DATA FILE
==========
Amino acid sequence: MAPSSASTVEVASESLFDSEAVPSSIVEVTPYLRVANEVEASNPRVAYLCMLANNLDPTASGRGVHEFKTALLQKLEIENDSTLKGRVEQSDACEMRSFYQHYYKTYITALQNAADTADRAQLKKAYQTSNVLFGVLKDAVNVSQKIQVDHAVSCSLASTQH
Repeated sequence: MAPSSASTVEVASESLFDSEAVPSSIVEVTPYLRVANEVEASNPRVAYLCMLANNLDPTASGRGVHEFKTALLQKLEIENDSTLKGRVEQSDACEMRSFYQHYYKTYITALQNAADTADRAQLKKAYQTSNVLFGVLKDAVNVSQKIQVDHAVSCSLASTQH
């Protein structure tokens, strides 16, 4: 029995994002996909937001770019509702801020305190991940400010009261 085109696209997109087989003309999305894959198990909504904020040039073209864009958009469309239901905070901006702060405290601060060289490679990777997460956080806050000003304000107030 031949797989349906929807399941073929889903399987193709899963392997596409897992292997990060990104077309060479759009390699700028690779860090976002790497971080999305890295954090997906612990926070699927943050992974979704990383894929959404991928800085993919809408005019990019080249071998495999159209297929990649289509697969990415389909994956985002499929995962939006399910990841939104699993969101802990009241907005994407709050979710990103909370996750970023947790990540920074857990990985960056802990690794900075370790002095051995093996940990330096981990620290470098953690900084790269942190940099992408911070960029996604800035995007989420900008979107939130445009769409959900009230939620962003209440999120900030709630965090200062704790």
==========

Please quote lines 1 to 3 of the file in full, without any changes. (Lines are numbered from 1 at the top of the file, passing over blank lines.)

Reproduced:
Amino acid sequence: MAPSSASTVEVASESLFDSEAVPSSIVEVTPYLRVANEVEASNPRVAYLCMLANNLDPTASGRGVHEFKTALLQKLEIENDSTLKGRVEQSDACEMRSFYQHYYKTYITALQNAADTADRAQLKKAYQTSNVLFGVLKDAVNVSQKIQVDHAVSCSLASTQH
Repeated sequence: MAPSSASTVEVASESLFDSEAVPSSIVEVTPYLRVANEVEASNPRVAYLCMLANNLDPTASGRGVHEFKTALLQKLEIENDSTLKGRVEQSDACEMRSFYQHYYKTYITALQNAADTADRAQLKKAYQTSNVLFGVLKDAVNVSQKIQVDHAVSCSLASTQH
């Protein structure tokens, strides 16, 4: 029995994002996909937001770019509702801020305190991940400010009261 085109696209997109087989003309999305894959198990909504904020040039073209864009958009469309239901905070901006702060405290601060060289490679990777997460956080806050000003304000107030 031949797989349906929807399941073929889903399987193709899963392997596409897992292997990060990104077309060479759009390699700028690779860090976002790497971080999305890295954090997906612990926070699927943050992974979704990383894929959404991928800085993919809408005019990019080249071998495999159209297929990649289509697969990415389909994956985002499929995962939006399910990841939104699993969101802990009241907005994407709050979710990103909370996750970023947790990540920074857990990985960056802990690794900075370790002095051995093996940990330096981990620290470098953690900084790269942190940099992408911070960029996604800035995007989420900008979107939130445009769409959900009230939620962003209440999120900030709630965090200062704790």